Low water at Prineville Reservoir

Jul 10, 2015

Bend Bulletin

Low water at Prineville Reservoir

State Parks closes two boat ramps early; Sheriff issues warning

By Dylan J. Darling

Normally the three boat ramps run by Oregon State Parks at Prineville Reservoir stay open and usable at least until Labor Day.

But this is not a normal year when it comes to the popular boating reservoir’s water level, the result of a winter that left little snow in nearby mountains. Last weekend, State Parks closed two of the boat ramps — Powder House Cove and Jasper Point.

People were having difficulty launching boats at the two ramps due to the dropping water level, said Steve Memminger, park manager at Prineville Reservoir State Park.

“… They were already pretty low when we closed them,” he said.

A warning issued Monday by the Crook County Sheriff’s Office to people trying to launch large boats at Prineville Reservoir said the reservoir has low water similar to what would normally be seen around mid-to-late September.

This week, State Parks also pulled a dock out of the reservoir typically left in the water throughout summer for boat moorage at Prineville Reservoir State Park. The dock provided a place for people to tie up 32 boats. The boat ramp at the state park remains open for now even with the dock out , and Memmeminger said it may be so for the rest of the summer.

“The ramp at the main park here is deep enough and we are hoping it will stay usable through Labor Day,” he said.

Low water levels make conditions ripe for boating accidents and injuries, wrote Ashley Massey, spokeswoman for the Oregon State Marine Board.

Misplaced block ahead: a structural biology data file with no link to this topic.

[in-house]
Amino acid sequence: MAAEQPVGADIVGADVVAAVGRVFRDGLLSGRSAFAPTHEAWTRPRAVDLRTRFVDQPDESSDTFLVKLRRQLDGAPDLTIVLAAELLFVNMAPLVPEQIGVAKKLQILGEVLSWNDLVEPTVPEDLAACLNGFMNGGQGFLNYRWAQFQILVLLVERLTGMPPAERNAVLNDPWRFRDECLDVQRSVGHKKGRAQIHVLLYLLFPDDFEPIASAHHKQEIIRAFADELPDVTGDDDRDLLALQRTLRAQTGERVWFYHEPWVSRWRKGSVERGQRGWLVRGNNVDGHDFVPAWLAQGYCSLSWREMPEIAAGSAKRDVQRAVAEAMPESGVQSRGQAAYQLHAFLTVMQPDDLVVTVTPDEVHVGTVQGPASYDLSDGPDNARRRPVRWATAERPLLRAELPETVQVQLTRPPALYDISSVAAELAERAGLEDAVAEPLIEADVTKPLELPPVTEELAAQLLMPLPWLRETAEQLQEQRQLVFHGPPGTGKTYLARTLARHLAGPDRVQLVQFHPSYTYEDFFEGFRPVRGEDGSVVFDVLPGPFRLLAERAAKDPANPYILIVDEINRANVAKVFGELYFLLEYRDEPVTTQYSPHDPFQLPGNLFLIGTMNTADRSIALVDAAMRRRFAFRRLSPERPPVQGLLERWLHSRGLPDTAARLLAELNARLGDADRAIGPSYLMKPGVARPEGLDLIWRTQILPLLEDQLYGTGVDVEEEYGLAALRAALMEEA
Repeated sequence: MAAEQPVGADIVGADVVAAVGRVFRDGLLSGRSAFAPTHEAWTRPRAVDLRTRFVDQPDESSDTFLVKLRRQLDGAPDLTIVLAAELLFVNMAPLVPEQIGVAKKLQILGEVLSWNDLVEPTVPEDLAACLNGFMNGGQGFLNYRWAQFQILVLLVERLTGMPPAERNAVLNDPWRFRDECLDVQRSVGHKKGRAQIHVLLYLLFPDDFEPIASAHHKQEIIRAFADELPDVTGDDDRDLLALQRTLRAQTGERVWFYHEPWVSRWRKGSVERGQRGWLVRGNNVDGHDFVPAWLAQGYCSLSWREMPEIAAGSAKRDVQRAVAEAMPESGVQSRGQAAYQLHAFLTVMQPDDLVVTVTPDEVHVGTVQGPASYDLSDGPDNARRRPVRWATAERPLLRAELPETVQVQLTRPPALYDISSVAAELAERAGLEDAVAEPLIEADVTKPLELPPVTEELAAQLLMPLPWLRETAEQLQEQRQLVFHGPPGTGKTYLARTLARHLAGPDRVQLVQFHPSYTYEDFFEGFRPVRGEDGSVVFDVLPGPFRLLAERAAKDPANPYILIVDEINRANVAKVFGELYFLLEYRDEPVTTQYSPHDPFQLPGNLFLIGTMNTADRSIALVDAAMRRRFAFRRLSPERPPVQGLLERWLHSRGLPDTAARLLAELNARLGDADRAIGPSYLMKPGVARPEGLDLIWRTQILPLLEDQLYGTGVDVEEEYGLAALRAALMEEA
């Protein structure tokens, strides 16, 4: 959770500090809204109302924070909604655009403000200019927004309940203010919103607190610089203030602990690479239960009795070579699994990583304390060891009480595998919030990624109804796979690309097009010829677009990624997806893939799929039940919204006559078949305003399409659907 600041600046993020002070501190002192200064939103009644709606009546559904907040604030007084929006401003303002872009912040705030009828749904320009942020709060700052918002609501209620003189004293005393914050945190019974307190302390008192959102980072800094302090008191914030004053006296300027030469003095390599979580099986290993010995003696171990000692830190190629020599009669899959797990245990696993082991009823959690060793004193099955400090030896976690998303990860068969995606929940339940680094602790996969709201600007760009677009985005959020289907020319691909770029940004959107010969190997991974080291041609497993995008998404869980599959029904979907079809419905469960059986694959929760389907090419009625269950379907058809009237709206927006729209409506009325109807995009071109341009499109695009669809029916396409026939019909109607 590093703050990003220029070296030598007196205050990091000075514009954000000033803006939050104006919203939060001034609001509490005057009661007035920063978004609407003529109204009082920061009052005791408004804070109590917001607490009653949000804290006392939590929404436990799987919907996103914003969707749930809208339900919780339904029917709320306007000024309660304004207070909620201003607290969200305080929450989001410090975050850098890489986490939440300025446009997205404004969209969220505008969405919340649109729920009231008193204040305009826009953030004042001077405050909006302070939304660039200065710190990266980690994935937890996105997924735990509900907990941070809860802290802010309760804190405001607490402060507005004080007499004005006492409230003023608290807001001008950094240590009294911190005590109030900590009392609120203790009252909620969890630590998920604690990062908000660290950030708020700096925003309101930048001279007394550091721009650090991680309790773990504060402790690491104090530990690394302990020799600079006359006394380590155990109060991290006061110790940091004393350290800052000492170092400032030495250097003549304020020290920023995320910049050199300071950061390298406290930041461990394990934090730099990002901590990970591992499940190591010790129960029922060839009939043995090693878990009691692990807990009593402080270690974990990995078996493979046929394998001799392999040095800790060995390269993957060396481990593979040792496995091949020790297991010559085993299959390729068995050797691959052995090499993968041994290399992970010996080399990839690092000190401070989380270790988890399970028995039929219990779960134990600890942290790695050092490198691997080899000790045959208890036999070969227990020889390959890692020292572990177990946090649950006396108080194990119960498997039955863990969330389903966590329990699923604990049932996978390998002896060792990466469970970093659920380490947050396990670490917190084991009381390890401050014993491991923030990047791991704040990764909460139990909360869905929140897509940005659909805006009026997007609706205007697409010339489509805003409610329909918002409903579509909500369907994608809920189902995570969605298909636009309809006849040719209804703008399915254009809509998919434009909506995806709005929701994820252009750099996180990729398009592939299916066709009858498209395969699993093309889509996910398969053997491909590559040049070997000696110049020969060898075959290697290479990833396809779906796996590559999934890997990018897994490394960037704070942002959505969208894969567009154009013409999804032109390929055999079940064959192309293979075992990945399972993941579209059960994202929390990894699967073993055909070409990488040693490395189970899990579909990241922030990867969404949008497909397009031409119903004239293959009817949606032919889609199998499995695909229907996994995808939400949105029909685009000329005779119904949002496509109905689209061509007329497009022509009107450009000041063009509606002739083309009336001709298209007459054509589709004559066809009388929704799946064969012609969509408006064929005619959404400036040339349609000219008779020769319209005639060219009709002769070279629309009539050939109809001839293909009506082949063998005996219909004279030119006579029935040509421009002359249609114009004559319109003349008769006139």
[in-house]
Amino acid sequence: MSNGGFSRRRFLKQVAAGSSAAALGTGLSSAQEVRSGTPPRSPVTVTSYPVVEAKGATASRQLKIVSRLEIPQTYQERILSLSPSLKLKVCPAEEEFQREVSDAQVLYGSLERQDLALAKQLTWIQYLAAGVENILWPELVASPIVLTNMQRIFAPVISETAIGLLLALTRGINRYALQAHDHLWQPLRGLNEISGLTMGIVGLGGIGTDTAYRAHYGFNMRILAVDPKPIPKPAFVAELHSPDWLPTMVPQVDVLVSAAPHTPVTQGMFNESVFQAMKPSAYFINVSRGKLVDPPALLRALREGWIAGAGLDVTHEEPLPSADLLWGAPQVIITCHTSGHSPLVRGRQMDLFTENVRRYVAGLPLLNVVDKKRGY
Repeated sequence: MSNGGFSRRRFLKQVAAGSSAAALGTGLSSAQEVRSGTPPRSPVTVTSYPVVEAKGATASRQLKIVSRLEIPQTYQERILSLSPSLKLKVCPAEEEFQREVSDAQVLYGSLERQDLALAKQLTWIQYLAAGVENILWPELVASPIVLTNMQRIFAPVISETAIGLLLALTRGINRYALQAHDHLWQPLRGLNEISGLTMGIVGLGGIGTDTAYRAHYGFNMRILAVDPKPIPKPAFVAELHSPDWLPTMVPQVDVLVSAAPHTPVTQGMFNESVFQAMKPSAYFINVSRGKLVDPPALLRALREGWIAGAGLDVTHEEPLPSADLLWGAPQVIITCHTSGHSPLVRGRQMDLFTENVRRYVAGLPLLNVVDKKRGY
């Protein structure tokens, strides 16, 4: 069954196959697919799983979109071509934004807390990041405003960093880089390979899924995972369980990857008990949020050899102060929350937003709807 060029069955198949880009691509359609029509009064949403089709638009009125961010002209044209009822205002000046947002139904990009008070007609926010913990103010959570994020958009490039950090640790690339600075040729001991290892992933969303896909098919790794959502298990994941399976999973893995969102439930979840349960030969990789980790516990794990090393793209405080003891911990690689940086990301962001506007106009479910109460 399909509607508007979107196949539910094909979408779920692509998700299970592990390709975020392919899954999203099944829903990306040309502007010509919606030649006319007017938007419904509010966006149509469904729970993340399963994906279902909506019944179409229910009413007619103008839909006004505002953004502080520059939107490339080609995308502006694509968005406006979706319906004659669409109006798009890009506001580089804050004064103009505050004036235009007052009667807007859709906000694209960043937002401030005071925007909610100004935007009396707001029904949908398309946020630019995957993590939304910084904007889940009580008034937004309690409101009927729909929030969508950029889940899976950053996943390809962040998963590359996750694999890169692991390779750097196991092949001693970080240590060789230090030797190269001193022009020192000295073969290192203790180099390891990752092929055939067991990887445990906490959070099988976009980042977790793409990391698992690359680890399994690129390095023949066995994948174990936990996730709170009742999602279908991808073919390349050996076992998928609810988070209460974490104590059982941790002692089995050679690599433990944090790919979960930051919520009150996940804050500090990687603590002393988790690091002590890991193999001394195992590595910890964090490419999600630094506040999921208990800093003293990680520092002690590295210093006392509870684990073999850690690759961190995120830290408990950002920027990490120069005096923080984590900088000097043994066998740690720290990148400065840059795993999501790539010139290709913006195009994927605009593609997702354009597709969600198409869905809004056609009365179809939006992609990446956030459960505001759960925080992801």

“As the water levels drop, boaters become more concentrated and confined,” she wrote. Data from a 2008 state study showed Prineville Reservoir is in the top 20 of most frequented bodies of water in Oregon.

Prineville Reservoir is low this summer because of what happened this winter and spring, said Kyle Gorman, region manager for the Oregon Water Resources Department in Bend. The reservoir never came close to full due to little snowfall and low inflow. On top of that, early, high irrigation demand further brought the water level down fast.

Prineville Reservoir can hold up to 148,640 acre-feet of water, Gorman said. An acre-foot is enough water to submerge an acre of land under a foot of water. This time of year the reservoir is typically about 90 to 95 percent full. As of Thursday the reservoir was 57 percent full, according to data collected by the Water Resources Department.

The last time the reservoir was this low in early July was in 1992, Gorman said, after a couple successive dry years.

“A drought event worse probably than we are seeing now,” he said.

Prineville Reservoir is not the only reservoir with low water this year. Thursday, Ochoco Reservoir was 50 percent full, Crane Prairie 59 percent full and Wickiup Reservoir 46 percent full, according to Water Resources data. The Army Corps of Engineers also reported Thursday that Detroit Reservoir along state Highway 22 was 29 percent full.

Prineville Reservoir normally draws in boaters, including water skiers and anglers, during summertime, said Mike McCabe, Crook County judge. Low water may bring a drop in visitors, which could have an economic impact on more than just the state park and businesses close to the reservoir.

Boaters headed to the reservoir often stop in Prineville, perhaps to buy gas, eat at a restaurant or load up on camping supplies. “It’s just going to affect the community throughout,” McCabe said.

As bad as this year could turn out for recreation at Prineville, he said next year could be even worse.

“If we don’t have a good winter we are going to be in pretty tough shape,” McCabe said.

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